And for dignity.
Families want the dignity of providing for their children, of practising their faith, of going about their daily lives in peace and security.
Prosperity is central to this discussion.
The absence of jobs, hope and opportunity leads to violence, unrest and instability. In Canada, we realize this fundamental truth; the impact that the national economy has on the average household—and on the aspirations of our people—is why we have made economic matters our government’s top priority.
Jobs, growth and long-term prosperity.
Everything we do, we do with those goals in mind for Canadians.
Many people I meet are surprised to know that Canada has the third-largest oil reserves in the world.
We are one of the world’s leading mining nations.
And we produce more hydroelectricity than almost any other country.
We are blessed, indeed.
This is why we continue to drive our country forward.
Reducing regulations, balancing our books and developing our resources responsibly and trading them around the world.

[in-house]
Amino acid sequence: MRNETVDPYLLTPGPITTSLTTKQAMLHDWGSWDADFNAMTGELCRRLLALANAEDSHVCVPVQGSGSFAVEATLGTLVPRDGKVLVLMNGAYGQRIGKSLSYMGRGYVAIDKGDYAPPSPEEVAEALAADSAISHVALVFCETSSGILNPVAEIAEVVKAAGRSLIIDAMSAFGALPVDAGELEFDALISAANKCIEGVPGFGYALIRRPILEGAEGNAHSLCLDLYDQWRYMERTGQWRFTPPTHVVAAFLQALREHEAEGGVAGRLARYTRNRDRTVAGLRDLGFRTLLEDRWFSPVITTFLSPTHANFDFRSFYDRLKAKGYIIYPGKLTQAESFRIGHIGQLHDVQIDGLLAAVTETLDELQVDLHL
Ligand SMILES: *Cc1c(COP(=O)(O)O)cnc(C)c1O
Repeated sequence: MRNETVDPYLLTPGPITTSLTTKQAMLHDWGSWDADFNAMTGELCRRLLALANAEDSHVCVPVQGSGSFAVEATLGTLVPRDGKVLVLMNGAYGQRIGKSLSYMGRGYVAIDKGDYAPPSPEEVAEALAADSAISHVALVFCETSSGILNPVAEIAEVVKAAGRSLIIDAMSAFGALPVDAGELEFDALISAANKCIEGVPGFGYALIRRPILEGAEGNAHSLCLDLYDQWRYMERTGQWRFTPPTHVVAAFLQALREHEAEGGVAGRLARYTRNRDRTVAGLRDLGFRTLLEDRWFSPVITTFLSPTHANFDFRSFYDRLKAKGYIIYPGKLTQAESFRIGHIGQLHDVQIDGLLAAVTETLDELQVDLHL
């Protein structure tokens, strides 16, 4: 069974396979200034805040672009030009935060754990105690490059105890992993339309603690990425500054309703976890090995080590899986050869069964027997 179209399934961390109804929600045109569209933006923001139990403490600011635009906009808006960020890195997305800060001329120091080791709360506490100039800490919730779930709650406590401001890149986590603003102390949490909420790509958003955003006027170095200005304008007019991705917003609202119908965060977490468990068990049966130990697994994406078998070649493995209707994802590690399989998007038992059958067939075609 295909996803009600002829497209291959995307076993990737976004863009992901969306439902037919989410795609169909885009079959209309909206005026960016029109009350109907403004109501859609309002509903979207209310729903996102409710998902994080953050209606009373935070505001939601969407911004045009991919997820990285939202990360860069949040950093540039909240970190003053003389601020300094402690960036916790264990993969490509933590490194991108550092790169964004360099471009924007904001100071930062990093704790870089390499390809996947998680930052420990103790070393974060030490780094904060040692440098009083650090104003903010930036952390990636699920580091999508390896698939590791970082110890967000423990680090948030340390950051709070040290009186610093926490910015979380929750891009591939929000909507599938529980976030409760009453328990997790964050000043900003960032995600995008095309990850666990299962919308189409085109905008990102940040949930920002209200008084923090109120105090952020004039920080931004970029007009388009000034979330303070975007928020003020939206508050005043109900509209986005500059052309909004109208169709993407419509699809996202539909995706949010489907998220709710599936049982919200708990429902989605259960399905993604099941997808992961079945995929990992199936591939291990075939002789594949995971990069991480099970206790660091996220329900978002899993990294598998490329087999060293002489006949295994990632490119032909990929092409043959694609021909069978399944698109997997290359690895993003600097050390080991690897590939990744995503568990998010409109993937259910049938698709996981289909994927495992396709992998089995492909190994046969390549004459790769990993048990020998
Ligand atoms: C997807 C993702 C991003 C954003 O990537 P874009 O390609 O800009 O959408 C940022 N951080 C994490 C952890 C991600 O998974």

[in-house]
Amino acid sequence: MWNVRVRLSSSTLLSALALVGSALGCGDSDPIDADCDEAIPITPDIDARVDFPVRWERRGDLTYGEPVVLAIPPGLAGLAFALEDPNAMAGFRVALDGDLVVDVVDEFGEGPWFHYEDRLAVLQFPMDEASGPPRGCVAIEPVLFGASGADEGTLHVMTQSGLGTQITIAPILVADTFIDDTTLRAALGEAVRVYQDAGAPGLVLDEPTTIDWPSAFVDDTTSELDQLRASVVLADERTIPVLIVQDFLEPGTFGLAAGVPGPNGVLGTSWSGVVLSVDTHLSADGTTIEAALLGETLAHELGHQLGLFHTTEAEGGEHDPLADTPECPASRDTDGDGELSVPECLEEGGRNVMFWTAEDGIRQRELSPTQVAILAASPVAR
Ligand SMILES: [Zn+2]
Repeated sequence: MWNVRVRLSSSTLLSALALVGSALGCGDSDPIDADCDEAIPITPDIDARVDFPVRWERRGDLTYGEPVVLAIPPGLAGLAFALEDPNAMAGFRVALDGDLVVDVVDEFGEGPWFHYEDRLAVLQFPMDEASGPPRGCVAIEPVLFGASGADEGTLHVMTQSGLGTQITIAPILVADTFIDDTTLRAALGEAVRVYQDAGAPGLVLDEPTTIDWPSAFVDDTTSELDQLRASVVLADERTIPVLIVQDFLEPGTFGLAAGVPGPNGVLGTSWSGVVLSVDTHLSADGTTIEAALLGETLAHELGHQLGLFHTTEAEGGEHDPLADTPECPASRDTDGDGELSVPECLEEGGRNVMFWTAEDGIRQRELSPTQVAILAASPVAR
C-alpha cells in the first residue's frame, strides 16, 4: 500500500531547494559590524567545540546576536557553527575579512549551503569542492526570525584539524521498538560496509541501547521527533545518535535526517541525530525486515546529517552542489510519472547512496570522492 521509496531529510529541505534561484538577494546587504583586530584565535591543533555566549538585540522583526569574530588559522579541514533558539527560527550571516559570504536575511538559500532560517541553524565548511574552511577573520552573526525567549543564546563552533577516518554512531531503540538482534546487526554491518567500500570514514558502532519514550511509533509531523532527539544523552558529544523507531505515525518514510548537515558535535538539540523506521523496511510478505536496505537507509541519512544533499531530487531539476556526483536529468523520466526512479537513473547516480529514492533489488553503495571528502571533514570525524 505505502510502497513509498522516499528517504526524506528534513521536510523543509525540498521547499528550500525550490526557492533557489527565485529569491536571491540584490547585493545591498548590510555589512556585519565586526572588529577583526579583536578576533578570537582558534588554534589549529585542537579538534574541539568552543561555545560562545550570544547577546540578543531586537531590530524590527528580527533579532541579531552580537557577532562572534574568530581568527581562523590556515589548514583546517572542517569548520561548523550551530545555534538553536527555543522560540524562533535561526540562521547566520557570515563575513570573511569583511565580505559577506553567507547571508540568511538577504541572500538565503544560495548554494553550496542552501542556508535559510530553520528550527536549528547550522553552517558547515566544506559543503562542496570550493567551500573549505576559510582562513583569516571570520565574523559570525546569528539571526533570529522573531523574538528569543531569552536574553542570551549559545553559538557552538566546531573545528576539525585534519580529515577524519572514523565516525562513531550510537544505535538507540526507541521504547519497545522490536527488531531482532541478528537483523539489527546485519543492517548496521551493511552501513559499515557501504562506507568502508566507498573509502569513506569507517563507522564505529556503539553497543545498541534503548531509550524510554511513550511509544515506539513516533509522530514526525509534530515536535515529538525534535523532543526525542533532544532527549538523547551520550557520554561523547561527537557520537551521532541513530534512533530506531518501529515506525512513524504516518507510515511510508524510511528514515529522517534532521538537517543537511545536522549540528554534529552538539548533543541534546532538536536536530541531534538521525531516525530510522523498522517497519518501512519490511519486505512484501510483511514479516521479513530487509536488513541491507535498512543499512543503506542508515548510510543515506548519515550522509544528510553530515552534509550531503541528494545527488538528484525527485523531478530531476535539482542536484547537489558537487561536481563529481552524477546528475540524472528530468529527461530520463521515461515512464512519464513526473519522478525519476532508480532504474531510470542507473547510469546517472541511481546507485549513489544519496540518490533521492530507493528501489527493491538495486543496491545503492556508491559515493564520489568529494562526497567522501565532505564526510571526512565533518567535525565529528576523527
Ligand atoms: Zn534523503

You may have heard of the infamous Keystone XL Pipeline.
This is just one project of many that can create jobs and opportunity—not just for Canadians but for Americans, too.
Tens of thousands of jobs, billions of dollars in spinoffs and the energy security that America has sought for generations.
We are confident progress will be made.
But we cannot simply sell to one market.
That is why we have looked to Asia, to the fastest-growing economies across the Pacific. Canada, like the United States, is a Pacific nation and a trading nation at its core. And our government continues to work on trade deals with countries around the world.